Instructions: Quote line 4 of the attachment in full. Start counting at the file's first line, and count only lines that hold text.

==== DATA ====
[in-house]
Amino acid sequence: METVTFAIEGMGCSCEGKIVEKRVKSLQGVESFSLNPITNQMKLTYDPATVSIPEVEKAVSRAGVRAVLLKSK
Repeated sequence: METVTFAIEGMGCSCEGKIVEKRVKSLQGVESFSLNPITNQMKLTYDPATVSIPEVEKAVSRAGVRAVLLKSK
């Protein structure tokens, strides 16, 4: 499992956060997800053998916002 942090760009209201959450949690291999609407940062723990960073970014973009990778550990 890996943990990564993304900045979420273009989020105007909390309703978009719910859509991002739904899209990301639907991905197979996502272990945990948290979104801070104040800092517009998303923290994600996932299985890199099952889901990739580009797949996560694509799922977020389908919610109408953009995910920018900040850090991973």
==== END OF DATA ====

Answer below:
């Protein structure tokens, strides 16, 4: 499992956060997800053998916002 942090760009209201959450949690291999609407940062723990960073970014973009990778550990 890996943990990564993304900045979420273009989020105007909390309703978009719910859509991002739904899209990301639907991905197979996502272990945990948290979104801070104040800092517009998303923290994600996932299985890199099952889901990739580009797949996560694509799922977020389908919610109408953009995910920018900040850090991973």